By Anna Smith
Racks upon racks of ski and snowboard supplies filled the Southridge YMCA in Medicine Hat on October 28 for the Palliser Zone Ski Patrol’s fourth annual ski swap.
This once a year opportunity allows families, snow sports enthusiasts, and the sale-savvy a chance to get new or used skis, snowboards, and boots at a reduced rate, with donations from both area residents and nearby businesses, said John Haley, Ski Swap Coordinator.
It was a remarkable turnout, said Haley, with easily 600 people in the initial morning rush when the doors first opened at 9AM.
“We’ve broken down three, four ski racks,” said Haley at the time of interview, roughly 1PM on the day of the sale. “Those racks extended double of what you’ve seen right now. And the children’s skis, we’ve broken down two of them, or three of them already taken down of the tables for the ski boots. So it’s been a great day.”
Haley attributes the success to the wide area that they service, from all over the Southeastern corner of Alberta to across the Saskatchewan border as far as Swift Current and Maple Creek, and as far west as Bassano.
“So if kids get the interest to ski… imagine the scenario of a family that’s a hockey family. You’re taking one child to hockey and maybe other children to sports,” said Haley. “But in skiing, the whole family can do that same sport. So it’s a great family participatory sport. Getting people out in the wintertime promotes healthy lifestyles. And with the swap, they get into skiing or snowboarding at a reasonable rate that families can afford.”
This year saw a little over 800 commercial items donated by Alpenland Ski & Cycle in Lethbridge, Gravity Sports in Medicine Hat, and the Boarding House. In addition, they received roughly 300 items from local residents, bringing the total to over a thousand inspected and guaranteed-safe items that were available.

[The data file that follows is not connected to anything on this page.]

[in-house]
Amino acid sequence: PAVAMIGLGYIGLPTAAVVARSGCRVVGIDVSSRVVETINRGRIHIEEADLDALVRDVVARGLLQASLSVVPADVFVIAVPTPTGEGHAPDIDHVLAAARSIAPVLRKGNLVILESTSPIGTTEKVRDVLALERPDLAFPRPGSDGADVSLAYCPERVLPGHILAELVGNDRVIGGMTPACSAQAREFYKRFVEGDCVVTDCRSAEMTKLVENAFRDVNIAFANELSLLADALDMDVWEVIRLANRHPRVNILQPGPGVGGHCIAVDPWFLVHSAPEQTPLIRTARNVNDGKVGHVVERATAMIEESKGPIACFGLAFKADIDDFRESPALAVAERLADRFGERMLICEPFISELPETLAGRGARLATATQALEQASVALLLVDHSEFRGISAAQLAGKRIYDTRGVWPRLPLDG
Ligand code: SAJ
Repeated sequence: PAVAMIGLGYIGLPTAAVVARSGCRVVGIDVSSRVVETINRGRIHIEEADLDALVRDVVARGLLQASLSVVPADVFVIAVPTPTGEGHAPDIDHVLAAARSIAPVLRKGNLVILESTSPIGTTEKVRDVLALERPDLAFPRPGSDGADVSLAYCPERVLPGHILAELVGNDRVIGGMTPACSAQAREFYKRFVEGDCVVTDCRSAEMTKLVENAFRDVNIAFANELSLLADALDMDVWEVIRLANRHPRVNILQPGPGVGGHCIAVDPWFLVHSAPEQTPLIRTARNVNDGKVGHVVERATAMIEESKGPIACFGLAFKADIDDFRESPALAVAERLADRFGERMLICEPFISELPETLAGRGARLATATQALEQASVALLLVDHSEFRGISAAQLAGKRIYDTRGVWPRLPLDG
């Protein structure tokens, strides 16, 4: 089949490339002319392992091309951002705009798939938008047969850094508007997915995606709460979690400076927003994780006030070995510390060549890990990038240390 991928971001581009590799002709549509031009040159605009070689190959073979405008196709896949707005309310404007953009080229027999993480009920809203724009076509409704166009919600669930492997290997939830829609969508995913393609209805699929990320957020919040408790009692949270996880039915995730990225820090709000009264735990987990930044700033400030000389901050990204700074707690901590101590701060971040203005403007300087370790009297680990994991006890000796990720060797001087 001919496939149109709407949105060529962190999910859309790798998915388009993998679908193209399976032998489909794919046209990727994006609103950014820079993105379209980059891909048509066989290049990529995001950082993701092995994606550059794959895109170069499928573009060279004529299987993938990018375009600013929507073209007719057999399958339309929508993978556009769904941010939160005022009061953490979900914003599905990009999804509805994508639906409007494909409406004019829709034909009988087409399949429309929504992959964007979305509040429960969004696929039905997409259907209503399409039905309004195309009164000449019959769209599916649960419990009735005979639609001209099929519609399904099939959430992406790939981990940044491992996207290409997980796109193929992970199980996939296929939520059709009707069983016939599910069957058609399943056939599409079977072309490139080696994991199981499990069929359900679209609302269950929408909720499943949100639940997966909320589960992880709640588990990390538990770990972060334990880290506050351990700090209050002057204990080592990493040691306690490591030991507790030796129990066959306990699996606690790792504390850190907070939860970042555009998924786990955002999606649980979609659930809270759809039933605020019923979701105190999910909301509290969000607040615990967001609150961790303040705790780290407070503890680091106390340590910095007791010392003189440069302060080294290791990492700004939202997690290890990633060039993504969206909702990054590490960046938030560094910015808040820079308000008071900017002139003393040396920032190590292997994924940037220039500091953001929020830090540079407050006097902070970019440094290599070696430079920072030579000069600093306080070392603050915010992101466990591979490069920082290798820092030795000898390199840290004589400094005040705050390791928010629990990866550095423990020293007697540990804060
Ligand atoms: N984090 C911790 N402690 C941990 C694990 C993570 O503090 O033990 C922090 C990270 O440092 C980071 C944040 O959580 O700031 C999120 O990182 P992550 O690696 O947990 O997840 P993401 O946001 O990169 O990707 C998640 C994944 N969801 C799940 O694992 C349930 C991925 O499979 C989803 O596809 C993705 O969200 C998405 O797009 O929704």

The swap has come a long way since it’s first year, said Ski Patrol member and volunteer Derek Chant.
“When it first came up, we were a little skeptical of the idea, but it’s how I grew up in skiing, we used to always trade in our skis every year for different gear, because we all grow. And it just seemed like such a good idea,” said Chant. “More gear comes in every year, more people coming in every year. And it’s just been great that way.”
“This year we thought it looked like less. But then we realized, we doubled our amount of racks. And we have so many more tables. So it’s just been (great) and they were almost all full,” said Chant. “So it’s been way more gear than expected. Great support from some of our businesses, like over doubling what they brought last year.”
Chant has been with the Ski Patrol for 10 years, and adds that this is encouraging to see so many people having access to affordable and safe gear, hopefully reducing the amount of incidents on the hill, as the best days on patrol are the ones where he doesn’t have to respond to anything.
“Having somebody that knows the technical ins and outs of all the gear, checking it over and making sure it’s good before we even sell it,” said Chant. “So it’s like we know we’re only selling stuff that’s safe to use and it takes more dangerous or outdated stuff just off the hill and prevents us from having to work as ski patrol volunteers and just makes the whole hill safer.”
Castle Mountain and Lake Louise both had tables to promote their hills to swap-goers, as well as host a few giveaways.
The Ski Patrol is deeply grateful to everyone who participated, and the Southridge YMCA for renting them the space for the event.